The New York Observer
From The Art and Popular Culture Encyclopedia
The New York Observer is a weekly newspaper first published in New York City on September 22, 1987, by Arthur L. Carter, a very successful former investment banker with publishing interests. The Observer focuses on the city's culture, real estate, the media, politics and the entertainment and publishing industries. It covers the rich and powerful of New York with an unusual depth of coverage although has been criticized for its narrow focus on Manhattan and its liberal political perspective.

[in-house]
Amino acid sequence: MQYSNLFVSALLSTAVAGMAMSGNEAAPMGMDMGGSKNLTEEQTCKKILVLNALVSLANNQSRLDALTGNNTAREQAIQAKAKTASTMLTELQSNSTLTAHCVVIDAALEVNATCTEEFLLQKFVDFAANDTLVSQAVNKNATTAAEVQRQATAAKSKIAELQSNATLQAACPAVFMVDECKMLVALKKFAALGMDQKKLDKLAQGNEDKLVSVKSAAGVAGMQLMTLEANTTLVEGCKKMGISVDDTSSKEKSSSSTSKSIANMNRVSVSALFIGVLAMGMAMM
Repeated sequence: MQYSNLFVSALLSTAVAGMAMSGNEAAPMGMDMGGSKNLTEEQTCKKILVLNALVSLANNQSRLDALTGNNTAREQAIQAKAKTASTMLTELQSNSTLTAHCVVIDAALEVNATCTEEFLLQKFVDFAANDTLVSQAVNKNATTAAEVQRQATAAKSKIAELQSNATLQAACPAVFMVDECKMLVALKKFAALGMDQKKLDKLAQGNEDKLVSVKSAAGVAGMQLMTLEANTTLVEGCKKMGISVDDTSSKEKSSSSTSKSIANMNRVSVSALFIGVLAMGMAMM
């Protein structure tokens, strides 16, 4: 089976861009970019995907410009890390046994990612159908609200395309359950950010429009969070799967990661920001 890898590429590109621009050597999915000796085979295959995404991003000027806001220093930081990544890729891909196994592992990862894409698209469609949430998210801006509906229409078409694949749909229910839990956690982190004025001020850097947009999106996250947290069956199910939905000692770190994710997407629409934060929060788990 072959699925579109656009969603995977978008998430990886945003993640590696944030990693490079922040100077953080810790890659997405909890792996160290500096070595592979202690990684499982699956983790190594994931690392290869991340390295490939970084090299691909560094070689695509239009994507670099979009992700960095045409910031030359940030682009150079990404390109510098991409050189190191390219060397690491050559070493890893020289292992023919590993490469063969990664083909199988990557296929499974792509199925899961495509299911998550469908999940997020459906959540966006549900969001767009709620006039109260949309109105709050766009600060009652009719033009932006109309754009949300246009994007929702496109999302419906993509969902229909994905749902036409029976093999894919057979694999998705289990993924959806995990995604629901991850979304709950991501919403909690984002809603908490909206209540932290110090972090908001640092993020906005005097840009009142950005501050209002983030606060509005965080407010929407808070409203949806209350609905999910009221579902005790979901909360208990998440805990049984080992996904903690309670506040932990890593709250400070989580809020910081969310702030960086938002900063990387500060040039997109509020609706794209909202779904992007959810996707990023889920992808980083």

It is perhaps best known for publishing Candace Bushnell's column on Manhattan's social life on which the hit television series Sex and the City was loosely based. Published every Wednesday, the newspaper's editorial team is led by distinguished ex-PBS journalist Peter Kaplan, with other writers and editors including Joe Conason, Alexandra Jacobs, Tom McGeveran, Tom Scocca, Peter M. Stevenson, Hilton Kramer, Andrew Sarris, Richard Brookhiser, Michael Thomas, John Heilpern, Robert Gottlieb, Nicholas von Hoffman, Steve Kornacki and Rex Reed. It is visually distinctive because of its salmon-colored pages and sketch illustrations, á la La Gazzetta dello Sport. Henry Rollins once described it as "the curiously pink newspaper."